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CO2-to-methanol conversion improved with catalyst-support ion swap

| By Scott Jenkins

Researchers at Oak Ridge National Laboratory (ORNL; Oak Ridge, Tenn.; and a team of interdisciplinary scientists tripled the yield of methanol in the catalytic hydrogenation reaction of carbon dioxide by introducing hydrides into the catalyst support material. The researchers say the higher yield is “due to the direct participation of surface hydrides in the reaction, and the modified electronic property of the interfacial sites” in the hydride-containing catalyst. It is the first time anion substitution has been used in this context.

The team designed a catalyst that employed copper nanoparticles supported on a perovskite (barium titanate) to convert CO2 to methanol. Barium titanate support was chosen because it is among the few materials in which hydrogen anions (hydrides) can be incorporated to form a stable oxyhydride. Usually, hydrides are highly reactive toward air and water. In addition, the scientists hypothesized that the incorporated hydrogen anions might affect the electronic properties of the copper atom at the interface between the catalyst and support.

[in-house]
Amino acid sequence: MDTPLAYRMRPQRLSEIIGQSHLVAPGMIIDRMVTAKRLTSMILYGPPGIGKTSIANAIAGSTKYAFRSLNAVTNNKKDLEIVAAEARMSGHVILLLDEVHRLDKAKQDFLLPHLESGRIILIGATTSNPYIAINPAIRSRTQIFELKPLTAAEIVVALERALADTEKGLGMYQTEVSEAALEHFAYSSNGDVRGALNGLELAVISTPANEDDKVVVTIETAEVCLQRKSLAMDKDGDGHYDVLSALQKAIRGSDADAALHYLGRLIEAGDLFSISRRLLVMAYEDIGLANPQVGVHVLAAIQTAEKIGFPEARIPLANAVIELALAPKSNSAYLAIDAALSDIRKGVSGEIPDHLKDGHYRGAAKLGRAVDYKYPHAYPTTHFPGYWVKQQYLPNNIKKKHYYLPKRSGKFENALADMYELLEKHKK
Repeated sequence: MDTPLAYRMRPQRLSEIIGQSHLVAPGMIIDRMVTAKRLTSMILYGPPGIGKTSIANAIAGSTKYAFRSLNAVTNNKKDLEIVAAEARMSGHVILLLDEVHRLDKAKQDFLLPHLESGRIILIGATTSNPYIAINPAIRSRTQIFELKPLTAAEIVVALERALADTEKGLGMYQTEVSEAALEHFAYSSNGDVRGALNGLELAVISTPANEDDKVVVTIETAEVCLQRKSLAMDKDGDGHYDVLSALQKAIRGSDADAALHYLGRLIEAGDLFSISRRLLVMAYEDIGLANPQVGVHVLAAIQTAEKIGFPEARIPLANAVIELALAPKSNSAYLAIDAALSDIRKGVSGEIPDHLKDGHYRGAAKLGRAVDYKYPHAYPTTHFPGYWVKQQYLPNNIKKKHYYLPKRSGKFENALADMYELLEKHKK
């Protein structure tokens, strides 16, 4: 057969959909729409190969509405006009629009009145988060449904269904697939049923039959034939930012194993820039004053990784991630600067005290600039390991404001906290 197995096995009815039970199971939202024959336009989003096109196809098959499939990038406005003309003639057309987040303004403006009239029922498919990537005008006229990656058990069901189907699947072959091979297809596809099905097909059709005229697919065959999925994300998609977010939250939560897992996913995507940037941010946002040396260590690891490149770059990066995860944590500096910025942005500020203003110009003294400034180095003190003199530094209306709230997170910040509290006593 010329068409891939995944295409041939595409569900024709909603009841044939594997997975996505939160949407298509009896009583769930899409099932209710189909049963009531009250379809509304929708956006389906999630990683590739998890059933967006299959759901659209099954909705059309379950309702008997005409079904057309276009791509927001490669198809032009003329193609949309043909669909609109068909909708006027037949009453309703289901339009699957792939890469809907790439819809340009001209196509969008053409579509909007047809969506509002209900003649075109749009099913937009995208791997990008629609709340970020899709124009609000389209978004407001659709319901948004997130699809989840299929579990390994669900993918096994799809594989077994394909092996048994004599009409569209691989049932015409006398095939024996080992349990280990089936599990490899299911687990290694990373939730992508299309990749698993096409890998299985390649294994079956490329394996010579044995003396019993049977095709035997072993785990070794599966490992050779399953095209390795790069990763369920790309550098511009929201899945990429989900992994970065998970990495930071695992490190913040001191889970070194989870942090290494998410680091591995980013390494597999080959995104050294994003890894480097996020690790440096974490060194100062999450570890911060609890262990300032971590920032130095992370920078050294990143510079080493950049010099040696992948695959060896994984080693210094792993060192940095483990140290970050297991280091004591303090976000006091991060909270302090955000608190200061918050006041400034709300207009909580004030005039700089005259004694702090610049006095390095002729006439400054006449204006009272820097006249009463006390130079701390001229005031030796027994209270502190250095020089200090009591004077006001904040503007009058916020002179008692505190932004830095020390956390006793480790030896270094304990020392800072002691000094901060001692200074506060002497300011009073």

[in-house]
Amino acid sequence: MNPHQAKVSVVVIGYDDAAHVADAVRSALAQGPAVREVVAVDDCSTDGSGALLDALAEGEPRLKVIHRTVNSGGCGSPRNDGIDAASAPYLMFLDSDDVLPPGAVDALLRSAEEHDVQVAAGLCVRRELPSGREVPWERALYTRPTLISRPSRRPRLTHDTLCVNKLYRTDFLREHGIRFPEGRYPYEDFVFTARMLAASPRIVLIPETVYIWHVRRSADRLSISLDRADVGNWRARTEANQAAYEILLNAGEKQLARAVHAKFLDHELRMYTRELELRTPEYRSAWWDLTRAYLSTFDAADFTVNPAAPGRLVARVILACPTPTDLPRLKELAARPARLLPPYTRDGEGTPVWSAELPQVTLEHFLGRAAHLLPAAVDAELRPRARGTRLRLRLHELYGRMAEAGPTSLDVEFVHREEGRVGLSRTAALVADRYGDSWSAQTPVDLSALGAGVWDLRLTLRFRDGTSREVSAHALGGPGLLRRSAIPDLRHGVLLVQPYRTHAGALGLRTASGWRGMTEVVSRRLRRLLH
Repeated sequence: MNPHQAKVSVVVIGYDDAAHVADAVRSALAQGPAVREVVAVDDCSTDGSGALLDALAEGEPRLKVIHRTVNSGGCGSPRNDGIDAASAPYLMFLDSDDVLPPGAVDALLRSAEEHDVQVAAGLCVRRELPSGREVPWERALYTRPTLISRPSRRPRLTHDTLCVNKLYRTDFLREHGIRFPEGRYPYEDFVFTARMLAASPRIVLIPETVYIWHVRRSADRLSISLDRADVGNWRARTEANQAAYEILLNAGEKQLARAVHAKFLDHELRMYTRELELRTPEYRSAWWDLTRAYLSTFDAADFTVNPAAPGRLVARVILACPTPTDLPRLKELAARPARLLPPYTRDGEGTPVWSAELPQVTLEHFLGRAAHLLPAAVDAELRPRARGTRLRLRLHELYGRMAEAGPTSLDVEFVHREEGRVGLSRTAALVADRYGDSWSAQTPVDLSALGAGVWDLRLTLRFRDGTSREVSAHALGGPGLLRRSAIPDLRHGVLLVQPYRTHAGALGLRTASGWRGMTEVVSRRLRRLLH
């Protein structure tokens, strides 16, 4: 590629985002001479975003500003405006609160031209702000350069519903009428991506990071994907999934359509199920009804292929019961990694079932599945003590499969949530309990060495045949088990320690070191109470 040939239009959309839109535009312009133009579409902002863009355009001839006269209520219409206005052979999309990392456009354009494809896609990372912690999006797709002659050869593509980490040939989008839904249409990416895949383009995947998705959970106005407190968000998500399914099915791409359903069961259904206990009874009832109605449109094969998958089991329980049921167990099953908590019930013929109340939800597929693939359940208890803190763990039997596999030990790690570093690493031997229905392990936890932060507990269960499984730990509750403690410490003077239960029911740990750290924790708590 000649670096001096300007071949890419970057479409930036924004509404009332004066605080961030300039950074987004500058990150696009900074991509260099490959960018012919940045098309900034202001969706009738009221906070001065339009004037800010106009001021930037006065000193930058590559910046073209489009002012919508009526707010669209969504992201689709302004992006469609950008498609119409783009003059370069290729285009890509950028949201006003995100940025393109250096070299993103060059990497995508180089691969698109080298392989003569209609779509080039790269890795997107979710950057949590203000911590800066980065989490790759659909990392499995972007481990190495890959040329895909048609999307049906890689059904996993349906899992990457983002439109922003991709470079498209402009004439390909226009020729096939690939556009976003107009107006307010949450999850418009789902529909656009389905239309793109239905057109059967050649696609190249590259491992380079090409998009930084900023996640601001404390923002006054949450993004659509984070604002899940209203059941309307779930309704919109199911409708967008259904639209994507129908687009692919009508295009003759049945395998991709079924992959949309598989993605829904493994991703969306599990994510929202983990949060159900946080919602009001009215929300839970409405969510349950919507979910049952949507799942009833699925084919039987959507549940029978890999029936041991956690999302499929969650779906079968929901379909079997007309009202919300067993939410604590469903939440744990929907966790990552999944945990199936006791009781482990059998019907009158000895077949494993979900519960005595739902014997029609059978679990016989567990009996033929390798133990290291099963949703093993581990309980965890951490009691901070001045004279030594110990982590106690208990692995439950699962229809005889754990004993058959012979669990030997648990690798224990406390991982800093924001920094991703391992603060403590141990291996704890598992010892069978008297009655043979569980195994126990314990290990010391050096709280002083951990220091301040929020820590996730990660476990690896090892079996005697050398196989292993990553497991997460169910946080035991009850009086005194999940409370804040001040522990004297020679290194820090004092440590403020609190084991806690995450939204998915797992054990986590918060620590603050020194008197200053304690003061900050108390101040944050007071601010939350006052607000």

Source: ORNL

“A perovskite allows you to tune not only the cations almost across the periodic table, but also the anion sites,” says project head Zili Wu, leader of ORNL’s Surface Chemistry and Catalysis group. “You have a lot of tuning ‘knobs’ to understand its structure and catalytic performance.”

The ORNL research team conducted a range of characterization techniques to examine the structure of the copper, the support and the interface under real-world reaction conditions to correlate structure with performance, the ORNL team explained. Boosting the performance of hydride-containing catalysts for CO2-to-methanol conversions would enhance the portfolio of CO2-abatement technologies.

The ORNL work has been published in a recent issue of the journal Angewandte Chemie International Edition.